Blind Chinese activist Chen Guangcheng appealed on Thursday for safety abroad, saying he feared for his life after his dramatic escape to Beijing, as US and Chinese leaders sparred over human rights.
The fate of the lawyer-dissident has engulfed a top-level Sino-US meeting which started in Beijing on Thursday, after Chen left the shelter of the US embassy under a deal between the two countries that has rapidly unravelled.
"I want to go overseas. I want the US to help me and my family. They helped me before," he told AFP by phone from a Beijing hospital where he is being treated for a foot injury suffered during his daring escape from house arrest on April 22.
"I don't feel safe here. I want to leave."
Chen said he did not initially want to seek asylum overseas but changed his mind on Wednesday after emerging from the US embassy in Beijing amid concern for his safety and that of his family.
"I did not make the final decision at the US embassy, I made it yesterday. I don't think the US is protecting me," he said.
US officials said Beijing had pledged that Chen and his family would be treated "humanely" and moved to a safe place.
But according to US-based rights group China Aid, Chen "reluctantly" left the embassy after Chinese authorities threatened his relatives in the eastern province of Shandong.
Interviewed by CNN, the 40-year-old Chen said since his escape his wife had been tied to a chair for two days by police in Shandong who threatened to beat her to death with sticks.
The activist, who riled Chinese authorities by exposing forced abortions and sterilisations under the government's "one-child" policy, appealed directly to US President Barack Obama to get him and his family out of China.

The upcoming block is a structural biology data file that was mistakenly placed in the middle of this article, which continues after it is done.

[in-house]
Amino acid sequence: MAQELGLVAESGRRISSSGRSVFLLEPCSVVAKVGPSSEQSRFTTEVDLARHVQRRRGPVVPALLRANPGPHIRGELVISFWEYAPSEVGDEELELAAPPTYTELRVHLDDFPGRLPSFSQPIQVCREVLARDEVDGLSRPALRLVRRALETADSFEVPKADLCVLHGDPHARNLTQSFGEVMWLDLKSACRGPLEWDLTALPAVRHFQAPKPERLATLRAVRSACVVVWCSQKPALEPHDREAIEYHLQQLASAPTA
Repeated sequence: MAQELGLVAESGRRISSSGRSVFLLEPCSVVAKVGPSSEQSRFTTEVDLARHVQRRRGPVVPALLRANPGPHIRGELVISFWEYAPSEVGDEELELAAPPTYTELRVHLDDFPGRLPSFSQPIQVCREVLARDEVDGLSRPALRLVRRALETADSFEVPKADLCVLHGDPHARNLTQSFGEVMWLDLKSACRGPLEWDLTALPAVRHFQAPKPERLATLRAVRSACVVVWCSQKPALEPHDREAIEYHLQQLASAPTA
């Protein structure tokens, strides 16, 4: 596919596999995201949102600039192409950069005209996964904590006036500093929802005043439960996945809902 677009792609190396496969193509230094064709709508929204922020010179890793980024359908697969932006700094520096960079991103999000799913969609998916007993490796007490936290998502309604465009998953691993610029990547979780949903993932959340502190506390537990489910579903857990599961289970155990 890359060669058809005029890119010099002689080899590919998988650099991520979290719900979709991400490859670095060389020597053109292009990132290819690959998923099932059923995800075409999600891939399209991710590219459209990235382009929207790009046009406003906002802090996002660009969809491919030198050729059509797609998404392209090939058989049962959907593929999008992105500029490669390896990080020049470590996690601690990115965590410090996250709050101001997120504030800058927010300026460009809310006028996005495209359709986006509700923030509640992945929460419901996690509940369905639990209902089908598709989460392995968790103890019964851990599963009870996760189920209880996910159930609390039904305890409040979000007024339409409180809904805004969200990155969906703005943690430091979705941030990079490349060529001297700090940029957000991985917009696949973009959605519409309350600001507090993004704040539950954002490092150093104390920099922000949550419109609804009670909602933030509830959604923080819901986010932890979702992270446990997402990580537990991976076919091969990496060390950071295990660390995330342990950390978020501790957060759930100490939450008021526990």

He also accused US embassy officials of pushing him hard to leave the safety of the embassy, where he had sought refuge for six days after fleeing his home.
Chen's flight came despite round-the-clock surveillance at his house in Shandong, where he has alleged that he and his family suffered severe beatings after he ended a four-year jail term in 2010.
During Chen's house arrest, US secretary of state Hillary Clinton led international calls for his release, and she spoke to him on Wednesday after arriving in Beijing to attend the high-level "Strategic and Economic Dialogue".
At Thursday's opening of the two-day meeting, Clinton did not single out Chen, but told her Chinese hosts including President Hu Jintao that they cannot deny the "aspirations" of their citizens "for dignity and the rule of law".
However, in his own opening remarks, Hu called for the United States and China to respect each other's concerns and warned that any worsening of relations posed "grave" risks for the world.
Clinton on Wednesday said the United States remained "committed" to Chen and US officials said they had received assurances from China that the legal campaigner could be safely reunited with his family.
Assistant Secretary of State Kurt Campbell said he had spent 30-40 hours in conversation with Chen during his stay at the US embassy, and at all times the activist was eager to return to "a more normal life in China".
"Never once did he talk about asylum or coming to the United States," Campbell told NPR radio in the United States from Beijing.
"And I think he fully recognises what are some of the challenges that people who come to the United States in these circumstances face," he said, before Chen made his public appeals for shelter abroad.
Despite Wednesday's agreement, Beijing demanded that the United States apologise for what it called "interference" in its affairs.
No apology has been forthcoming from Washington, but Campbell said Chen's flight to the embassy presented "an extraordinary circumstance with very unusual parameters, and we don't expect it to be repeated".
Rights groups demanded that the United States stand by Chen.
"The Chinese government must honour its commitments to Chen, and the US and other governments must continue to insist at the highest levels that it does so," Amnesty International said, accusing Beijing of acting in "bad faith".
"The coming days are critical, but the well-being of Chen, his family and supporters demands long-term scrutiny and international pressure."
Any renewed abuse against Chen could prove to be a political nightmare for Obama's administration, which has faced calls to show its commitment to defend human rights in China as the US president runs for re-election.